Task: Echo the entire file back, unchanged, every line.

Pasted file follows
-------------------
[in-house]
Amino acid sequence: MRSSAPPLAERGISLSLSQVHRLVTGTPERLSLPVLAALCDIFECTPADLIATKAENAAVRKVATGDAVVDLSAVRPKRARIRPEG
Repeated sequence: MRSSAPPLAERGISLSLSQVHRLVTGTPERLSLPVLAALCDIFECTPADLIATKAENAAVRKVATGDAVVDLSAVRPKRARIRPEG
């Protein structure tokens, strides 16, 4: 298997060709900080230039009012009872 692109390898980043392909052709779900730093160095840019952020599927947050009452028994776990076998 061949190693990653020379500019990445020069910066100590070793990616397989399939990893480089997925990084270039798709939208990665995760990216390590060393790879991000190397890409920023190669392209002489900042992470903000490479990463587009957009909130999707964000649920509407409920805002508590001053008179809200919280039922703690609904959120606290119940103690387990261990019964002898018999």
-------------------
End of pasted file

[in-house]
Amino acid sequence: MRSSAPPLAERGISLSLSQVHRLVTGTPERLSLPVLAALCDIFECTPADLIATKAENAAVRKVATGDAVVDLSAVRPKRARIRPEG
Repeated sequence: MRSSAPPLAERGISLSLSQVHRLVTGTPERLSLPVLAALCDIFECTPADLIATKAENAAVRKVATGDAVVDLSAVRPKRARIRPEG
């Protein structure tokens, strides 16, 4: 298997060709900080230039009012009872 692109390898980043392909052709779900730093160095840019952020599927947050009452028994776990076998 061949190693990653020379500019990445020069910066100590070793990616397989399939990893480089997925990084270039798709939208990665995760990216390590060393790879991000190397890409920023190669392209002489900042992470903000490479990463587009957009909130999707964000649920509407409920805002508590001053008179809200919280039922703690609904959120606290119940103690387990261990019964002898018999």